(Pocket-lint) – The ‘Style Edition’ edition of Acer’s Predator Triton series returns in a 16-inch format, bringing gaming/creator levels of performance into an altogether more discreet, less flashy clamshell than the ‘gaming norm’.
The Predator Triton 500 SE arrives hot on the heels of the smaller-scale Triton 300 SE becoming available to buy. So if the smaller model doesn’t quite pack enough of a punch then is the larger device worth waiting for – and worth saving up for?
Design & Display
- 16-inch Mini LED panel
- 2560 x 1600 resolution (WQXGA)
- 1600 nits brightness maximum
- 240Hz refresh rate
- 16:10 aspect ratio
- Built-in fingerprint sensor
- Thickness: 19.9mm
- DTS:X Ultra audio
The 500 SE is, as its 16-inch diagonal panel would dictate, a larger machine than the original 14-inch 300 SE. Not only that, the 500 SE is a rather more developed device, its screen embodying the latest Mini LED technology for a much brighter experience.
Mini LED – a technology used by some high-end TVs – houses multiple LEDs behind the surface for a more intense brightness, because there are literally more of the illuminators than earlier technologies could cram into place.
In the case of the Predator Triton 500 SE that means a maximum of 1600 nits – which is as bright as you’ll see the most flagship of mobile phone achieve. It’s better than most high-end OLED tellies, too, so this panel has got the guns to really deliver a strong image to the eyes.
Not only that, it’s a WQXGA resolution, bringing greater sharpness potential to your games, movies and content. All across a 16:10 aspect ratio, which is versatile for all kinds of content and not ‘tall’ like some older laptops.
The screen, then, is the Triton 500 SE’s main event, no doubt. But the sell of this laptop is in its design – the idea being that its silvery colour is subtle enough to not scream ‘gaming laptop!‘. The lid has a simple raised Predator symbol logo to the top corner, but no in-your-face text or other logo prints anywhere else to be seen.
However, just as we said of the smaller-scale Style Edition original, the Triton 500 SE’s panel just feels a bit, well, flimsy. There’s too much flex to it; the lid looks and feels too plasticky – when it really shouldn’t at this end of the market.
It’s all pretty discreet, although switch on the RGB lighting under the keyboard and there’s no hiding it. And you only need to look at the large vents to the rear to know that it’s ready to pass a lot of air through for the sake of cooling. Still, at 19.9mm thick, it’s really not that massive for such a device.
Hardware & Performance
- Ports: 2x USB-A, 2x USB-C (Thunderbolt 4), 1x HDMI, 1x Ethernet, 1x 3.5mm headphones, 1x SD card reader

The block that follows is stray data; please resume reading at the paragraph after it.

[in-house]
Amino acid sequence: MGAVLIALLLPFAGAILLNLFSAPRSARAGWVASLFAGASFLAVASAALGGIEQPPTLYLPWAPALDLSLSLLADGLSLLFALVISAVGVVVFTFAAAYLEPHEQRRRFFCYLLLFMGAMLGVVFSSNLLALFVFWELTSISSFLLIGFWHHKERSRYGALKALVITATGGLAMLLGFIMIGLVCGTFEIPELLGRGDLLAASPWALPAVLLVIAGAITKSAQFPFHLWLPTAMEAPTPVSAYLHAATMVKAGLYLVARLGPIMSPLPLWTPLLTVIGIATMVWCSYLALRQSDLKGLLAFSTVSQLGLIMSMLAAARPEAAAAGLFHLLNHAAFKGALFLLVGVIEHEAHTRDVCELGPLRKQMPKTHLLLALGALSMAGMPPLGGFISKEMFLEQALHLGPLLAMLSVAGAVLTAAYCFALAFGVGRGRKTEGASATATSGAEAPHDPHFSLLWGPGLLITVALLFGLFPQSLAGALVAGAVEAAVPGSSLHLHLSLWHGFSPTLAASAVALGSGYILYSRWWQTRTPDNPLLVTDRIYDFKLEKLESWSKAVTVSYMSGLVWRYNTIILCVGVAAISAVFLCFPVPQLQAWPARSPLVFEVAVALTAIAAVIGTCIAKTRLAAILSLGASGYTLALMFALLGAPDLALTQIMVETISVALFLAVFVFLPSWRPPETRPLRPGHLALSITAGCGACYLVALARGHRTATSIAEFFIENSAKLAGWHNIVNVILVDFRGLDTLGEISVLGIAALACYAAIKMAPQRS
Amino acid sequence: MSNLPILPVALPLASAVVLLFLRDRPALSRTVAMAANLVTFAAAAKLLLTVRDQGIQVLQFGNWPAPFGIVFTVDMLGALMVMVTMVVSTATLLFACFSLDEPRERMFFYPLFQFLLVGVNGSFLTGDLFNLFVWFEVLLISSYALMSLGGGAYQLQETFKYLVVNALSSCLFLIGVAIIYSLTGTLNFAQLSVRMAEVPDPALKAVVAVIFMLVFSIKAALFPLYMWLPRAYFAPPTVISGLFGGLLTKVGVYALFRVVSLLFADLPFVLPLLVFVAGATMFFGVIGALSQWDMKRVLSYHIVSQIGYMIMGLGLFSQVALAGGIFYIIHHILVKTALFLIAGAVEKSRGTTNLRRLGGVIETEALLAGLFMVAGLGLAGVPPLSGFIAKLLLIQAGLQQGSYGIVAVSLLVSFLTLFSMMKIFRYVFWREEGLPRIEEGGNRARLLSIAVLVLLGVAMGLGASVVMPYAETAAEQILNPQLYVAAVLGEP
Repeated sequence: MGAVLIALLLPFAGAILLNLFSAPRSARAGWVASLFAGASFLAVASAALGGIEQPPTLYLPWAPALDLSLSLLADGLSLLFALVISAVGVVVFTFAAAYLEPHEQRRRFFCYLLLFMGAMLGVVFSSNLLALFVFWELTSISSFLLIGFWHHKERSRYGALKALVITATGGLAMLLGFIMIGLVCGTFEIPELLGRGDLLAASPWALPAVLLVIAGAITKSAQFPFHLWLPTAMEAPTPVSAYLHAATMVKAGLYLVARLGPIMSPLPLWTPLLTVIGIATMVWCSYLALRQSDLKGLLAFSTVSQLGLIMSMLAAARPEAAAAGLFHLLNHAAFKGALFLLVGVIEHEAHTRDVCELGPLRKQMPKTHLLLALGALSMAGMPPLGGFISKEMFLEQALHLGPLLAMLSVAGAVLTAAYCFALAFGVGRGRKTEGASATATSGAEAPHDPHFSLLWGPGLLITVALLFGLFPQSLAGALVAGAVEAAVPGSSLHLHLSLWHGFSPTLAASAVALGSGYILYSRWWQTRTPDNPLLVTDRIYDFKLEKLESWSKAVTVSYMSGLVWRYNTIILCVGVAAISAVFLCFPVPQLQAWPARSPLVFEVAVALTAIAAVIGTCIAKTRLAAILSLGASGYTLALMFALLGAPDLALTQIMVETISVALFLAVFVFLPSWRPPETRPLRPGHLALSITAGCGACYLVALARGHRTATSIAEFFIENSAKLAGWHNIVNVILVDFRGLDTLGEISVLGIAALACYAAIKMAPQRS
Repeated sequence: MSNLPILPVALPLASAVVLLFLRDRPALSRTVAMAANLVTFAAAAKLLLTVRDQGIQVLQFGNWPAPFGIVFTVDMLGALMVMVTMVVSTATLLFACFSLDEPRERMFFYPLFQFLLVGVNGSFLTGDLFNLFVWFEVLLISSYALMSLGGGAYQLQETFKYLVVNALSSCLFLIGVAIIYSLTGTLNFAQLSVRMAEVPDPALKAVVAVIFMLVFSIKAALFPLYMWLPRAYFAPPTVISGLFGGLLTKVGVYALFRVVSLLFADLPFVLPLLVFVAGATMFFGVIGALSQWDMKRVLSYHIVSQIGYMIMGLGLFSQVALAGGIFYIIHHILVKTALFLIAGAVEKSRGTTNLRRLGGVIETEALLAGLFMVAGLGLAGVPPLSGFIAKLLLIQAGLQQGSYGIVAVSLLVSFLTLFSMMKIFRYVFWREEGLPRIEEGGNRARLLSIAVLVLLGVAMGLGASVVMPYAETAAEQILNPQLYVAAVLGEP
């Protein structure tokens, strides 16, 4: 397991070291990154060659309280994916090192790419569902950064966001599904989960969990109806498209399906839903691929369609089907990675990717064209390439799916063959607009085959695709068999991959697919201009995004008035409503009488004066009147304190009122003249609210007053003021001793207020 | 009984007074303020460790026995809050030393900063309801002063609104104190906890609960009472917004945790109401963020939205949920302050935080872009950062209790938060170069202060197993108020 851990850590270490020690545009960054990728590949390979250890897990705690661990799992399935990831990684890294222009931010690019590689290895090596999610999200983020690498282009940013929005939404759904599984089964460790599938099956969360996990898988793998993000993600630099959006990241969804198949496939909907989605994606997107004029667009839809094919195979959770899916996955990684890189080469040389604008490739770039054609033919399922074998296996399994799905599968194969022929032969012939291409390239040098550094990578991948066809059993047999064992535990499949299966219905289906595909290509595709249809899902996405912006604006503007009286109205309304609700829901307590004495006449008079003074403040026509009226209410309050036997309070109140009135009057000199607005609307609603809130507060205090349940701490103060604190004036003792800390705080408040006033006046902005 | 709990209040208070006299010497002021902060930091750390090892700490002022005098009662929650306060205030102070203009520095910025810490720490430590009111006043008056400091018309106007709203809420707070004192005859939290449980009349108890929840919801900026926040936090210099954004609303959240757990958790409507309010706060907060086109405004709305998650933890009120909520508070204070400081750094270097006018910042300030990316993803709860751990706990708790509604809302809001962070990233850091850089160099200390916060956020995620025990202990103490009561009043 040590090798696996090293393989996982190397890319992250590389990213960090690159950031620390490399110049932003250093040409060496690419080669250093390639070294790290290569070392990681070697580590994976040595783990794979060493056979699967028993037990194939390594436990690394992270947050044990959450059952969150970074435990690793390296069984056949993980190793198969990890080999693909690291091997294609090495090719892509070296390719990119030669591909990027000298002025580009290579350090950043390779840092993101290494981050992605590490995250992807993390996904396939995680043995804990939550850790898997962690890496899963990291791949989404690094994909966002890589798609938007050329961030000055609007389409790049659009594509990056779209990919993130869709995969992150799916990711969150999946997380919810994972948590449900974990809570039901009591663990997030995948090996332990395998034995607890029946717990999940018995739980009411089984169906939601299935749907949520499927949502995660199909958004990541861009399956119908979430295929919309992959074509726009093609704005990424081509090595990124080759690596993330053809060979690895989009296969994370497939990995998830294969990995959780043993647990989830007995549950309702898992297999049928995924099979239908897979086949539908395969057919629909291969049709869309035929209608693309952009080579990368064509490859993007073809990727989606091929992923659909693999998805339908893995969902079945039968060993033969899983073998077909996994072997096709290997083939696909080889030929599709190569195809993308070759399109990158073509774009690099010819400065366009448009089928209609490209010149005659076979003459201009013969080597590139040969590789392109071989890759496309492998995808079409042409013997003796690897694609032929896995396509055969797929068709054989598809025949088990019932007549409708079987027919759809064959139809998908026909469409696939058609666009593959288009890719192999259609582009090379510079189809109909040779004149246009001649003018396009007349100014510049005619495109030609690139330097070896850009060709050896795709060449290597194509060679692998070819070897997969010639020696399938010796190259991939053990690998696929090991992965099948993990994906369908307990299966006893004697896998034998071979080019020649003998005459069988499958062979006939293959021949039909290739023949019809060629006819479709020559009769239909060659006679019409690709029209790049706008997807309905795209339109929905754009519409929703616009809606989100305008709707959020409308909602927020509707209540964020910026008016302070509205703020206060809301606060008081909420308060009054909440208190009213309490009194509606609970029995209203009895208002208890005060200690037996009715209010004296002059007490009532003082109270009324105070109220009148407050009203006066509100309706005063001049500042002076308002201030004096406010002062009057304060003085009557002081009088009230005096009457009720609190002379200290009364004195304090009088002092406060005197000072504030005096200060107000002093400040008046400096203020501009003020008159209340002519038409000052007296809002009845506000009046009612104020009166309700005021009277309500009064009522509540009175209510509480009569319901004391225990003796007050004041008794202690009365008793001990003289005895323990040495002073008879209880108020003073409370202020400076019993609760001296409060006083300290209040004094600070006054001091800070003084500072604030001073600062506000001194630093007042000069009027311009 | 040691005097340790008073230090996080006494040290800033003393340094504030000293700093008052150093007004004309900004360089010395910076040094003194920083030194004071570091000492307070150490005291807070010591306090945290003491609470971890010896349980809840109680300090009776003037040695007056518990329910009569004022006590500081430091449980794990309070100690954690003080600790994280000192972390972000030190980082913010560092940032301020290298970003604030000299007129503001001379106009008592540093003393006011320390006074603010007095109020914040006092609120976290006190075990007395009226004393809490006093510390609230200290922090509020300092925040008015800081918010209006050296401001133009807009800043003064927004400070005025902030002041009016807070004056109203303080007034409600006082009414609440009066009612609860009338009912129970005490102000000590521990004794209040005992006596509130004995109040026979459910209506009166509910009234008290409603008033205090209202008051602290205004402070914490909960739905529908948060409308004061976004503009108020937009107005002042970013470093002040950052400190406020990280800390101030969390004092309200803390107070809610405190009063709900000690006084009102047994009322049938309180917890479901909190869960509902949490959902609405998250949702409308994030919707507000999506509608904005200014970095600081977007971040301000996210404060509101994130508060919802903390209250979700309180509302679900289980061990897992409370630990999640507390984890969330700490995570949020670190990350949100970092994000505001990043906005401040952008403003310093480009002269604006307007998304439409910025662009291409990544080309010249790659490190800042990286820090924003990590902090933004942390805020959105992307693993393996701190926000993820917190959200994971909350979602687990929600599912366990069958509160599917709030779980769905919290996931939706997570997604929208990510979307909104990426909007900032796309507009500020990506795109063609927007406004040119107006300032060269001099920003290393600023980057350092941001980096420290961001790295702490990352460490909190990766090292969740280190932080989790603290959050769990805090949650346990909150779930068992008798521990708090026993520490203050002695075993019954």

- 11th Gen Intel Core i7 / Core i9 processor options
- Nvidia RTX 3070 / 3080 GPU options
- Up to 4GB PCIe storage / 64GB RAM
- 5th Gen AeroBlade fan cooling tech
- Turbo button for overclocking
- Killer Wi-Fi 6 (AX1650i)
- Predator Sense
In terms of power available the Triton 500 SE delivers a lot more than the 300 SE can muster. The 16-inch model packs in 11th Gen Intel Core i7 and Nvidia RTX 3070 for its circa two-grand asking price (£1,999 in the UK). That’s nearer three-grand (£2,999 in the UK) if you opt for the Core i9 and RTX 3080. No small chunk of change, more just a big chunk of awesome power.
All of that obviously requires more cooling than your average, hence those big vents to the back and side of the device. But we’ve found the fans do kick in with little fuss, meaning there’s quite a bit of potential noise. There are additional fan controls within Predator Sense software – which has its own dedicated activation button – to take extra command, including maxxing them during gaming sessions.
Even the dedicated Turbo button to the top left area above the keyboard, can push overclocking – and that’ll send those fans into a frenzy. The cooling setup is called AeroBlade 3D – now in its fifth generation – a system that uses the fans to pull air in over the most heat capacitive components (CPU, GPU, RAM) and hold air in chambers to aid with this cooling process.
We’ve not had the time to test this laptop under full pressure, merely see it at a pre-launch Acer event to gauge some of how well it will handle serious tasks. Being a gaming laptop with Intel architecture we wouldn’t assume the battery will last especially long – and you’re going to need it plugged into the wall to get maximum potential anyway – but Acer does claim it can manage up to 12 hours in altogether more work-like conditions.
Interestingly there’s some pretty serious ports built into the design, from the dedicated Ethernet port for best connectivity, to the full-size SD card reader – which is a really rare sight these days on laptops. As for speeds, the USB-C ports are Thunderbolt 4, so there’s certainly no slack there – a bit like the Predator Triton 500 SE’s overall ethos really.
If Acer’s original 14-inch ‘Style Edition’ Predator Triton didn’t quite deliver on scale or power, then the Predator Triton 500 SE is here to up the ante. It’s got a bigger, brighter and meaner screen, plus power options that are far more considerable – but then so is the price tag, so you’ll need to get saving.
The design – pretty much pitched as ‘gaming laptop for the business person’ – is more discreet than your gaming laptop average, but there’s still all the RGB lighting, cooling vents, ports and Turbo overclocking that you could want.
It’s good to see something a bit different to diversify the gaming laptop and creators market. Although, as we said of the original SE model, the 500 SE ought to up its game when it comes to screen sturdiness – especially at this price point.
Writing by Mike Lowe.